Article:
The status quo of designsupplies

The status quo of the project looks like this: The MVP is online and available in the form of a landing page. Likewise, I have also set up a mailing list or a newsletter. For this I use Mailerlite. I started at Mailchimp with my personal newsletter Creativerly. After several newsletters sent, my account got closed. No warning, neither instructions from Mailchimp how to solve this problem. After several attempts to contact the support, I decided to leave Mailchimp. So I made the switch to Mailerlite. Mailerlite is easy to use and offers great possibilities using blocks and a Drag'n'Drop Editor. So you can design and edit emails to your preferences.

The move from Mailchimp to Mailerlite was as easy as there is an import function. The first 1,000 subscribers, as well as 12,000 emails per month, are free. Great and sufficient for getting started. Through this mailing list, I would like to notify prospects directly if I have updates regarding designsupplies. In addition, I will also prepare special news about apps, software, tools, and design resources only for newsletter subscribers.

Focusing on social media

I also focus on social media. Twitter and Reddit are my go-to's. But also Instagram seems to be a good fit. You wonder why these three channels and why not Facebook? I use Twitter because the design community (especially in the tech sector) has a strong presence on Twitter. That's exactly what I want to achieve in the first place. Instagram has strong creative and design community too. Although a lot of content seems to be generic. More and more sites grew an incredible user base by only sharing user-generated content. Nevertheless, I saw some good engagement rates from previous projects while using Instagram.

Facebook is useless

Facebook turned out to be rather useless for me a few times. Even if a page has collected a certain amount of "Likes" and built up a user base, you can reach only a very small part of the users. If you want to reach all users you have to take a lot of marketing budget into your hands and place ads. At least on Twitter, as well as on Instagram, there is still the possibility to win organic new users. Reddit is somehow an underdog. There are some design related subreddits with a large active user base. Posting a project or blog post to Reddit has also positive effects on SEO. With my newsletter project Creativerly I have made some good experiences posting content to Reddit. If you haven't focused on Reddit, you should definitely try it out.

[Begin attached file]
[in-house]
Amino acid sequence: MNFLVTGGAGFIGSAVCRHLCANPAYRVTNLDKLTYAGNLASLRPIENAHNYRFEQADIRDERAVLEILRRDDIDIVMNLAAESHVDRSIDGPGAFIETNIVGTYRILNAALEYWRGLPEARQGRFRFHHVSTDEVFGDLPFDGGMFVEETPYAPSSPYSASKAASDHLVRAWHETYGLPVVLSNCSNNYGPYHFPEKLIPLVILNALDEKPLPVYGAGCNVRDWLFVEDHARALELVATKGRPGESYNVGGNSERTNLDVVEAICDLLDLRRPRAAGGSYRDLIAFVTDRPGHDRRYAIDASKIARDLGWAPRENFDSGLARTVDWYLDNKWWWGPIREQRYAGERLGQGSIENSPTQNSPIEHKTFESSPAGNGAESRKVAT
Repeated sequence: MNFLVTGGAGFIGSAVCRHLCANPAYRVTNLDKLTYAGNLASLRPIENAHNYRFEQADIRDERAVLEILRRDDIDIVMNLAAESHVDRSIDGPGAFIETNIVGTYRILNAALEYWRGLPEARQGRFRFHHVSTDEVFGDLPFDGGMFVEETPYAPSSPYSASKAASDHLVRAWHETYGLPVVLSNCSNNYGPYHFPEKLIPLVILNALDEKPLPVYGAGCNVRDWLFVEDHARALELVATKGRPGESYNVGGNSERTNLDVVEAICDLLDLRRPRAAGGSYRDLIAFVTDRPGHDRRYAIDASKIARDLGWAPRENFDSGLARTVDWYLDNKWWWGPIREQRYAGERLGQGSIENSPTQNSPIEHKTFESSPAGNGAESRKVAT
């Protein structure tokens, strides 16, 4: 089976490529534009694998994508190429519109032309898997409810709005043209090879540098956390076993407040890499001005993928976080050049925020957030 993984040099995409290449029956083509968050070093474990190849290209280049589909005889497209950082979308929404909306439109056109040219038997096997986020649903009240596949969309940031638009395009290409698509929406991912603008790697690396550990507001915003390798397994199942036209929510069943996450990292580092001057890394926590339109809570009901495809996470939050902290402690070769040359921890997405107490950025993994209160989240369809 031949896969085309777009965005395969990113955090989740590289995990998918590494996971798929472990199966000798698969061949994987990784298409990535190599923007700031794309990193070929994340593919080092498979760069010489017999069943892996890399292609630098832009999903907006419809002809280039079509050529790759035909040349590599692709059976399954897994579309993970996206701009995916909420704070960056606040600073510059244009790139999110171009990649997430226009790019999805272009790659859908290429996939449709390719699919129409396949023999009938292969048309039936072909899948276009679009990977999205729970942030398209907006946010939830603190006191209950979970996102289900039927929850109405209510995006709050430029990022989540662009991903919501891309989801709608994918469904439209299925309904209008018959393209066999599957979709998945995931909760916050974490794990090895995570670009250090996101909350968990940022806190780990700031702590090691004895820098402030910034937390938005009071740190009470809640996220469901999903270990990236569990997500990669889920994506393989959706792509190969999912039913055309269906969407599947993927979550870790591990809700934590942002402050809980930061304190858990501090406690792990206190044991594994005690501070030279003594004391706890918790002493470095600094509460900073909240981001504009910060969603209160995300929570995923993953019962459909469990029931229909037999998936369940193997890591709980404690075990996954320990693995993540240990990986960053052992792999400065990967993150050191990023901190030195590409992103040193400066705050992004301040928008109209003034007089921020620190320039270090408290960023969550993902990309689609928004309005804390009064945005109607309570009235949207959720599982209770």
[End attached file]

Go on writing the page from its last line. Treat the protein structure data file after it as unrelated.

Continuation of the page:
How to monetize a side-project

In addition, I also wondered what ways exist to monetize the project. While this may not be the first motivation when working on a side project, I like to consider the possibilities right at the beginning. So I know what steps I can take as soon as I reach a certain number of users.

If I realize that the project is well received and therefore there is traffic, I will consider advertising on the one hand. However, I do not want any irrelevant ads, but those concerning the topic of the page. This is possible with carbon ads. Because they aim with their ad network exactly on designers and developers. Another option would be Affiliate Networks. Since domain and hosting providers are also part of designsupplies, I can use affiliate links. A third option would be partnerships. However, this possibility is likely to be an option only when traffic has increased significantly.

The next steps

The next important step, as already mentioned, is to finalize the web design in order to start the implementation in Webflow. Working with Webflow has also brought me into greater contact with the entire no-code movement. A true pioneer in this field is definitely Ben Tossel. With his website makerpad.co he has created a true Eldorado for all makers. Tutorials, templates and a large community. Everyone can learn the skills to implement ideas without code.

I will soon write a blog post about the whole no-code movement, which is growing faster thanks to people like Ben Tossel. The fact that anyone can make a website, a web app or even a mobile app without any technical understanding and without the help of a programmer to design and build is just terrific. But as I said, that's another topic for another blog post. So much to say, I, as a designer, will definitely benefit from the many no-code opportunities that exist now, as I use them in every one of my projects.

On this blog, I'll keep you up to date on the status of designsupplies. You can also subscribe to my newsletter, where I share status updates from time to time.

26. October 2019Comments are off for this post.

Growing my newsletter to 100 subscribers – My journey so far.

Anyone who has read my first blog post will notice that I'm a fan of content curation (and curating my newsletter). That is the reason why I am working on my latest project. I introduced it to you in my first blog post. Desingsupplies is a curated resource website for designers and creative minds. Read more in my previous blog post.

Using my newsletter for content curation